This model will provide recycling program funding, standards and promotion for millions of Coloradans who do not currently have recycling available at their homes or away from home. The system will be run by a producer-run nonprofit, known as a Producer Responsibility Organization (PRO), supported by an advisory board and overseen by a state agency. The PRO will collect and manage producer funds, with all revenue dedicated to the operation and oversight of the program. The aim is to significantly increase the collection and sale of recyclables, including bottles and cans – providing producers access to purchase recycled materials so they can be remade into new products.
“Our 100% recyclable bottles and cans are made to be remade, and one of our industry’s highest priorities is getting them back. Colorado’s legislation is a promising model for creating a circular economy for recyclables, and we applaud Gov. Polis for signing this legislation into law,” said Katherine Lugar, president & CEO of American Beverage.
“By matching effective waste management practices with accountability, Extended Producer Responsibility (EPR) is an essential tool to address plastic pollution,” said Alejandro Pérez, senior vice president, policy and government affairs, World Wildlife Fund. “We have a lot of work to do to achieve a waste-free future, but we are one step further because of Colorado’s actions. The state is setting an example of how industry, environmentalists and policymakers can join forces to transform the way we use, reuse and recycle materials.”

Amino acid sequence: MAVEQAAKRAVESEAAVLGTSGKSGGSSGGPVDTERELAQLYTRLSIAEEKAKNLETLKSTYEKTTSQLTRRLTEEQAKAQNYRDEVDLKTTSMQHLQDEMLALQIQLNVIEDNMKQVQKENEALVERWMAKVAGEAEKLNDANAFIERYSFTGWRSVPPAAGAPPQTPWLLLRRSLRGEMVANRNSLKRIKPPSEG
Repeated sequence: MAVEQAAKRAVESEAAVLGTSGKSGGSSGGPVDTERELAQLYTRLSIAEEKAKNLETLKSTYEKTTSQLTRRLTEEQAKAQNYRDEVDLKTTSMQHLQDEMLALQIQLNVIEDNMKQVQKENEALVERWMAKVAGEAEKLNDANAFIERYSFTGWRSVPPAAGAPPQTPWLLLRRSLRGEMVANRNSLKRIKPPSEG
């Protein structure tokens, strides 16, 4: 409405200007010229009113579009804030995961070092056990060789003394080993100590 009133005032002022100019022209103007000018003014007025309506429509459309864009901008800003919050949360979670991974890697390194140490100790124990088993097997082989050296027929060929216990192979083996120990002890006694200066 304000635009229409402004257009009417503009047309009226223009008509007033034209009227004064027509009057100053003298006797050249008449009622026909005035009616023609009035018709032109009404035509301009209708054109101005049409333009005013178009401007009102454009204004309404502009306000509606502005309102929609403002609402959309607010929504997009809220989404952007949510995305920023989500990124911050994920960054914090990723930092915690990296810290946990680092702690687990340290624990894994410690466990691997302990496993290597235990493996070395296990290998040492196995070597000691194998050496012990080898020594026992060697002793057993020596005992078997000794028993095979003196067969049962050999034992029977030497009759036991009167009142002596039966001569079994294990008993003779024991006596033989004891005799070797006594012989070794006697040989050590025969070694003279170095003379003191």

The bill is based on principles for an effective and efficient producer responsibility system developed jointly by America’s leading beverage companies and the World Wildlife Fund, and it reflects best practices from programs in which beverage companies participate around the world. Colorado has a statewide recycling rate of 15 percent, less than half the national average, and nearly 6 million tons of recyclable material are landfilled every year rather than remade as intended. Those landfilled commodities have a market value of about $100 million.